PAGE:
Thursday, May 6, 2010

Laying Down the Law

Sometimes I get fired up and a dash off upset letters to the president. Usually it's about education. Oddly, I have never written to him about autism. I thought about that today, and it turned into me dashing off this post. (I wish I had the time to research a more in-depth, journalistic piece. My To Do List cracks up at that mere thought.) Maybe you will consider writing a similar post, and link to it in the comments:

If I could talk to President Obama, Congress, or other influential leaders, what would I tell them about autism?

- Autism is not just one thing. It's not easy to define. To know one child with autism is to know one child with autism. You could have 20 autistic people in a room and they could have very little in common. Some would look you in the eye, some would carry on a conversation with you, some would hug you, some would have special talents, some would have very high IQs, some would spin or flap, some would have more than one diagnosis, and some would not -- but every single person in the room would have value, importance, significance and worth.
- Even the undisputed stats tell us autism in an increasing concern. It is time to make this a priority of our surgeon general and our Secretary of Health and Human Services. I see the military getting behind the cause of fighting obesity because they see the national importance. Well, obesity is a real concern. But it has taken us far too long to realize how important. Let's not be so slow to help families who deal with autism - who deal with inadequate resources, discrimination, health challenges, and economic struggles.
- Like obesity, autism becomes more expensive when ignored. It is not just right and ethical to provide support to children with autism, early intervention is actually quite cost effective. We need to act to ensure equal access to early intervention regardless of geography, ethnicity, class, or anything else.
- The education system, in vast need of reform, must differentiate for the diverse needs of all learners, but particularly kids on the autism spectrum. This requires differentiated instruction, adequate resources, and better trained educators. Public officials need to think about how we can make this happen, and how they can influence teacher preparation institutions to take on these challenges as well.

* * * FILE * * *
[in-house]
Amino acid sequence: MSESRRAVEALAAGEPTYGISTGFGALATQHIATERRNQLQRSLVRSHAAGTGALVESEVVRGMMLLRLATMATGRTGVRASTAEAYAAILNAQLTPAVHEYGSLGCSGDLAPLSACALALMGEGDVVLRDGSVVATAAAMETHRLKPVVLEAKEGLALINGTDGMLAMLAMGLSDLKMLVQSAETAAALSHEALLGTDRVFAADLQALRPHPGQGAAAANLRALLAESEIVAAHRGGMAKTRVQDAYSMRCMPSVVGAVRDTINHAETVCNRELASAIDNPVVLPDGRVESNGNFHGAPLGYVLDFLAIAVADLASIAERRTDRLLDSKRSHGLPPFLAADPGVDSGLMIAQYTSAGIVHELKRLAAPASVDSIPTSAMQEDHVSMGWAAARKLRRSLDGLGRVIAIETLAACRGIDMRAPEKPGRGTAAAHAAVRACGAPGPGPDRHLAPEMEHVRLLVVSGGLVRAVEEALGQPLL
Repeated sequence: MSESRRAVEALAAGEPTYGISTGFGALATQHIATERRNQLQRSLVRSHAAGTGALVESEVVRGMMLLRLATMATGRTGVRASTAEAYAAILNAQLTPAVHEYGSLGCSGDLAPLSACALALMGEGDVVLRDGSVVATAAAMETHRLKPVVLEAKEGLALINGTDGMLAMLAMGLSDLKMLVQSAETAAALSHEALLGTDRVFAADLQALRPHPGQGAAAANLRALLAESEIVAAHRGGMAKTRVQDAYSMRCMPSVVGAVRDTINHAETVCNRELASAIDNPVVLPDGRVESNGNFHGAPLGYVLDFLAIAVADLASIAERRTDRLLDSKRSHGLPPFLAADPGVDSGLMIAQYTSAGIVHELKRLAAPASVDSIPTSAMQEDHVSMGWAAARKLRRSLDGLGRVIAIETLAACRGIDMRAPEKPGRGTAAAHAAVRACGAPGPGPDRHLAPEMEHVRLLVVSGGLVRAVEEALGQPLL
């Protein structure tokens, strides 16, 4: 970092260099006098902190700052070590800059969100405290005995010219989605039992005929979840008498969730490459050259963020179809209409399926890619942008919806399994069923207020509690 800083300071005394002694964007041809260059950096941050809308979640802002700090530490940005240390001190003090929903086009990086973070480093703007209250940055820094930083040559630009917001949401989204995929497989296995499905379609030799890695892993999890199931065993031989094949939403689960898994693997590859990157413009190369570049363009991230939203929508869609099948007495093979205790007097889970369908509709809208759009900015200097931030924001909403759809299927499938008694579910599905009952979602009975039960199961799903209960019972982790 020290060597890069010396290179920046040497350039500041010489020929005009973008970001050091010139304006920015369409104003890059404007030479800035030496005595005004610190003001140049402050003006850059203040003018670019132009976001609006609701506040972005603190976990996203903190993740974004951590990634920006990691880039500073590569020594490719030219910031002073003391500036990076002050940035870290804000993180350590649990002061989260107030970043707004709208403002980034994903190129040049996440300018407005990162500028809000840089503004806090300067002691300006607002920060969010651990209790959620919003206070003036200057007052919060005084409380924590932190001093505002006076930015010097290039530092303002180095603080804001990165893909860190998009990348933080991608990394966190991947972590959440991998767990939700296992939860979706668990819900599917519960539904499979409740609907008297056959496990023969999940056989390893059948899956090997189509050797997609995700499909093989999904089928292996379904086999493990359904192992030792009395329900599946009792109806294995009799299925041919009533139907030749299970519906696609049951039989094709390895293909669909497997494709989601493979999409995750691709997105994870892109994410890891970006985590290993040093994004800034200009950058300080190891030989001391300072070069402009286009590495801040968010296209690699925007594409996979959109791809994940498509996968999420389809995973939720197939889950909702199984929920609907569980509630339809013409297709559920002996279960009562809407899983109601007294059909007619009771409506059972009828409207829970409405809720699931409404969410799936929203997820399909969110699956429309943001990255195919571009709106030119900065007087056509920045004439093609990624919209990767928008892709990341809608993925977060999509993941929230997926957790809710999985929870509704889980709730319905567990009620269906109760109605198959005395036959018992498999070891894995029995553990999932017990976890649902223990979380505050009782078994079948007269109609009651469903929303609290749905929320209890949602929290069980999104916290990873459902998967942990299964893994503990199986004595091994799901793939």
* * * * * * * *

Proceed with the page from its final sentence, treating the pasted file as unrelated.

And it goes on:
- Parents with kids on the spectrum face struggles financially and in maintaining their careers. Their circumstances vary as widely as the kinds of autism that exist. Some parents of kids with autism are blue collar and some are white collar, some are famous and some are very private, some are married while others are divorced, some are CEOs, some are teachers... Tax breaks could benefit many, and job flexibility could benefit many, but the important thing for our leadership to grasp is that by helping families cope with challenges brought by autism, those families have more to offer the country as well. Everyone benefits.
- Families with autism are vulnerable. Because autism has so many unknowns, there are those who would exploit parents to make a quick buck. How can Congress encourage innovation and supports for families but also act swiftly to put a stop to those whose snake oil would do financial or physical harm?o
- INCLUSION, INCLUSION, INCLUSION. There is no where, no reason, and no benefit in hiding away the ever growing population of children and adults with autism. Segregation benefits no one, and inclusion benefits everyone. We need to support the inclusion of kids on the spectrum in schools, clubs, teams, and we need to extend support beyond school age years. The children diagnosed every 20 minutes today are the adults, the VOTERS, of tomorrow. Some might still need supports into adulthood, but the more we help early, the better off they will be.
- Promote volunteerism. People who spend time helping those who have autism will learn, dispel myths and ignorance, build community, make a difference, and reap their own rewards. People with autism have a lot to give, too.

1 comment:

Pauline said...

I wholeheartedly agree with you on all but one point. In your profile, you say your husband is a "real" writer. I say you're as "real" a writer as he is.